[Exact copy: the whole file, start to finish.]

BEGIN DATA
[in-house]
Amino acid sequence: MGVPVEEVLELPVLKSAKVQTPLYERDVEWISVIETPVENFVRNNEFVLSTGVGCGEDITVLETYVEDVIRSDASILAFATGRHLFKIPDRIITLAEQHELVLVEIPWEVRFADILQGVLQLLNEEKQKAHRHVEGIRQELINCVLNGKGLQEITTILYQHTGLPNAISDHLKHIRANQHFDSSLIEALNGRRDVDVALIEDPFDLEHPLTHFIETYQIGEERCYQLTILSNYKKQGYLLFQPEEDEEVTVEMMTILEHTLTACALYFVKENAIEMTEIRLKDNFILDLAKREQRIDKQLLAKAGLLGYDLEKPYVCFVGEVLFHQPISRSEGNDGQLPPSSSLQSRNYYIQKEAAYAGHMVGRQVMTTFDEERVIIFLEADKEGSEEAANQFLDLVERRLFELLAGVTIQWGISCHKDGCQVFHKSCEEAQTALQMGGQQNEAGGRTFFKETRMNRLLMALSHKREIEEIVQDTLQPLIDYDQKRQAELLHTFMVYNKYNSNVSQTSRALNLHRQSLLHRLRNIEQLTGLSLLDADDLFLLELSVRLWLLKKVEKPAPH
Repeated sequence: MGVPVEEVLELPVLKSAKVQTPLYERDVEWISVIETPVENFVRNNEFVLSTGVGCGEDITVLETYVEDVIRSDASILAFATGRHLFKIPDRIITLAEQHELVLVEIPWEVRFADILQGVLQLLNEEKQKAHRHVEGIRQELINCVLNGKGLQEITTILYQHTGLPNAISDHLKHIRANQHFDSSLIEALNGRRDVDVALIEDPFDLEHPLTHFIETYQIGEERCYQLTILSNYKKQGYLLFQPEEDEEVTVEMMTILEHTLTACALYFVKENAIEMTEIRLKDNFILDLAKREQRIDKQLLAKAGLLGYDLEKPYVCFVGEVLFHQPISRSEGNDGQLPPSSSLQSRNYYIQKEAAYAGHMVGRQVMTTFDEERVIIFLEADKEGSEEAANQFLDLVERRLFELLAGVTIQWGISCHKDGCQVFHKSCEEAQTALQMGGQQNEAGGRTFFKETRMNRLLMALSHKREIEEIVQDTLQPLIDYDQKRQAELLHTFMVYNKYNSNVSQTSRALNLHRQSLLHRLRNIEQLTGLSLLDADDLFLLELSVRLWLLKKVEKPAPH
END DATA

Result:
[in-house]
Amino acid sequence: MGVPVEEVLELPVLKSAKVQTPLYERDVEWISVIETPVENFVRNNEFVLSTGVGCGEDITVLETYVEDVIRSDASILAFATGRHLFKIPDRIITLAEQHELVLVEIPWEVRFADILQGVLQLLNEEKQKAHRHVEGIRQELINCVLNGKGLQEITTILYQHTGLPNAISDHLKHIRANQHFDSSLIEALNGRRDVDVALIEDPFDLEHPLTHFIETYQIGEERCYQLTILSNYKKQGYLLFQPEEDEEVTVEMMTILEHTLTACALYFVKENAIEMTEIRLKDNFILDLAKREQRIDKQLLAKAGLLGYDLEKPYVCFVGEVLFHQPISRSEGNDGQLPPSSSLQSRNYYIQKEAAYAGHMVGRQVMTTFDEERVIIFLEADKEGSEEAANQFLDLVERRLFELLAGVTIQWGISCHKDGCQVFHKSCEEAQTALQMGGQQNEAGGRTFFKETRMNRLLMALSHKREIEEIVQDTLQPLIDYDQKRQAELLHTFMVYNKYNSNVSQTSRALNLHRQSLLHRLRNIEQLTGLSLLDADDLFLLELSVRLWLLKKVEKPAPH
Repeated sequence: MGVPVEEVLELPVLKSAKVQTPLYERDVEWISVIETPVENFVRNNEFVLSTGVGCGEDITVLETYVEDVIRSDASILAFATGRHLFKIPDRIITLAEQHELVLVEIPWEVRFADILQGVLQLLNEEKQKAHRHVEGIRQELINCVLNGKGLQEITTILYQHTGLPNAISDHLKHIRANQHFDSSLIEALNGRRDVDVALIEDPFDLEHPLTHFIETYQIGEERCYQLTILSNYKKQGYLLFQPEEDEEVTVEMMTILEHTLTACALYFVKENAIEMTEIRLKDNFILDLAKREQRIDKQLLAKAGLLGYDLEKPYVCFVGEVLFHQPISRSEGNDGQLPPSSSLQSRNYYIQKEAAYAGHMVGRQVMTTFDEERVIIFLEADKEGSEEAANQFLDLVERRLFELLAGVTIQWGISCHKDGCQVFHKSCEEAQTALQMGGQQNEAGGRTFFKETRMNRLLMALSHKREIEEIVQDTLQPLIDYDQKRQAELLHTFMVYNKYNSNVSQTSRALNLHRQSLLHRLRNIEQLTGLSLLDADDLFLLELSVRLWLLKKVEKPAPH